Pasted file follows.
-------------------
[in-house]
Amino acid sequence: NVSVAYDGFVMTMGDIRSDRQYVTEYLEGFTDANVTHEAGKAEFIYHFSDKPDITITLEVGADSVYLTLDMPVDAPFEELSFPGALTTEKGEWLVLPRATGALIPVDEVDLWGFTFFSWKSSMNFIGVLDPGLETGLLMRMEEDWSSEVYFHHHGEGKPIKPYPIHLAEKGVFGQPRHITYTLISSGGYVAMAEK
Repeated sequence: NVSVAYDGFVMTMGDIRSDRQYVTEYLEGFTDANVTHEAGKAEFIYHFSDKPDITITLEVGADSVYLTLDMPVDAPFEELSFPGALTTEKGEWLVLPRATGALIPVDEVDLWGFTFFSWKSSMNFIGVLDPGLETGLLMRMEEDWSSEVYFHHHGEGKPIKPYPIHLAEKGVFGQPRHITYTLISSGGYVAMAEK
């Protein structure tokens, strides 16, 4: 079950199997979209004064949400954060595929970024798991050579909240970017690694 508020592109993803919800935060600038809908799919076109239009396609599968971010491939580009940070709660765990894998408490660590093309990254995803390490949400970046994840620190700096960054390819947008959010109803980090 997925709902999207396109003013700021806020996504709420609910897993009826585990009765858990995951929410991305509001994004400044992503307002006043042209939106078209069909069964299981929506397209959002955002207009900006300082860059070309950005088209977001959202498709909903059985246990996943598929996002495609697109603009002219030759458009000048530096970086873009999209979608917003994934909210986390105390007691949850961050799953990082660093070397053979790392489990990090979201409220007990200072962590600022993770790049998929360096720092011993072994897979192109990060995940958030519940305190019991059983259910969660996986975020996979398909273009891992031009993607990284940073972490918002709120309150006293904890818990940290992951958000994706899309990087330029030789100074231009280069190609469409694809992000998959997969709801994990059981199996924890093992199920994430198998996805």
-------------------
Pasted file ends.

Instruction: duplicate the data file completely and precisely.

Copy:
[in-house]
Amino acid sequence: NVSVAYDGFVMTMGDIRSDRQYVTEYLEGFTDANVTHEAGKAEFIYHFSDKPDITITLEVGADSVYLTLDMPVDAPFEELSFPGALTTEKGEWLVLPRATGALIPVDEVDLWGFTFFSWKSSMNFIGVLDPGLETGLLMRMEEDWSSEVYFHHHGEGKPIKPYPIHLAEKGVFGQPRHITYTLISSGGYVAMAEK
Repeated sequence: NVSVAYDGFVMTMGDIRSDRQYVTEYLEGFTDANVTHEAGKAEFIYHFSDKPDITITLEVGADSVYLTLDMPVDAPFEELSFPGALTTEKGEWLVLPRATGALIPVDEVDLWGFTFFSWKSSMNFIGVLDPGLETGLLMRMEEDWSSEVYFHHHGEGKPIKPYPIHLAEKGVFGQPRHITYTLISSGGYVAMAEK
């Protein structure tokens, strides 16, 4: 079950199997979209004064949400954060595929970024798991050579909240970017690694 508020592109993803919800935060600038809908799919076109239009396609599968971010491939580009940070709660765990894998408490660590093309990254995803390490949400970046994840620190700096960054390819947008959010109803980090 997925709902999207396109003013700021806020996504709420609910897993009826585990009765858990995951929410991305509001994004400044992503307002006043042209939106078209069909069964299981929506397209959002955002207009900006300082860059070309950005088209977001959202498709909903059985246990996943598929996002495609697109603009002219030759458009000048530096970086873009999209979608917003994934909210986390105390007691949850961050799953990082660093070397053979790392489990990090979201409220007990200072962590600022993770790049998929360096720092011993072994897979192109990060995940958030519940305190019991059983259910969660996986975020996979398909273009891992031009993607990284940073972490918002709120309150006293904890818990940290992951958000994706899309990087330029030789100074231009280069190609469409694809992000998959997969709801994990059981199996924890093992199920994430198998996805």